The Truth of Fairy World

1772 Words8 Pages
The Truth of Fairy World

It has been often heralded by many a parent, usually adolescent their child, that they should “get their head out of the clouds and get back to reality.” This presupposition is solely based on the notion that reality is better. Perhaps there is wisdom in this recurring parental motto as it concerns careers, education, or financial decisions. However, this maxim may be the sole murderer of many potential beautiful ideas, works of art, stories, or inventions. Oscar Wilde, in his “Decay of Lying” argues:

All bad art comes from a returning to Life and Nature… The moment Art surrenders its imaginative medium it surrenders everything… The only beautiful things are the things that do not concern us…Life goes faster than Realism, but Romanticism is always in front of Life. ()

This is an argument for an Aesthetic approach in viewing art, but I submit that this point transcends simply paintings of art, and invades all aspects of the humanities. The particular medium I wish to explore Wilde’s aesthetic philosophy in it fairy tale literature. The very best of literature are the pieces, which carry the reader away from our physical dimension, into another world. In the following essay I will demonstrate the superiority of “fairy world” in literature, over realistic fiction. How it is the fairy world that heightens understanding of the world around us, promotes progress, and cultivates hope.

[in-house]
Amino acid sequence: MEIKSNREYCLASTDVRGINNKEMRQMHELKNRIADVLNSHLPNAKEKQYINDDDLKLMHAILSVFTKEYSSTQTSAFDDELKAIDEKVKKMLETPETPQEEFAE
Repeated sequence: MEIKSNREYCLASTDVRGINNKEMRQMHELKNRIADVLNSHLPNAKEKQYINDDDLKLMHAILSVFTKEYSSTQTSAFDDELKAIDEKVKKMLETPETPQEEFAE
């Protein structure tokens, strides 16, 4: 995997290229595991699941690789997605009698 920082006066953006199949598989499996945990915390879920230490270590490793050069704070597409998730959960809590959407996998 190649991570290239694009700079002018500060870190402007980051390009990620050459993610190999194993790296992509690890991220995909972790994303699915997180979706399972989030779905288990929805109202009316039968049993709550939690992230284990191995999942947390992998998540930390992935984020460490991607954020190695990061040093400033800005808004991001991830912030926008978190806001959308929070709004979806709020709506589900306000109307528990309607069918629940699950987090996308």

Firstly, the fairy world allows us to understand our world most deeply and to comprehend its truths in a deeper and more complete way than reality would simply allow. They are the purest expression of the human psyche. Bypassing cultural biases, fairy tales become a universal and timeless means of communicatio...

... middle of paper ...

...n clouds that our heads will find more fulfillment. If the ultimate argument against the fairy world, is that it is all a play-world, that truly returning to life is the through realism, and the ideals therein are simply made-up, it would appear to me that the made-up things are far more important than the real things. (Lewis 182)

Works Cited

Lewis, Clive Staples Of Other Worlds Essays and Stories, Orlando: Harvest Book House, 1975, Print

San Juan, Epifanio The Art of Oscar Wilde, Princeton: Princeton University Press, 1967, Print

Tolkien, John Ronald Reuel Tree and Leaf, Boston: Houghton Mifflin Company, 1964, Print

Chesterton, Gilbert Keith Orthodoxy, New York: Barnes and Noble Inc, 2007, Print

Franz, Marie-Louise von The Interpretation of Fairy Tale, Boston: Shambala, 1996, Print

Lewis, Clive Staples Silver Chair, New York: Scholastic Inc, 1995, Print
Open Document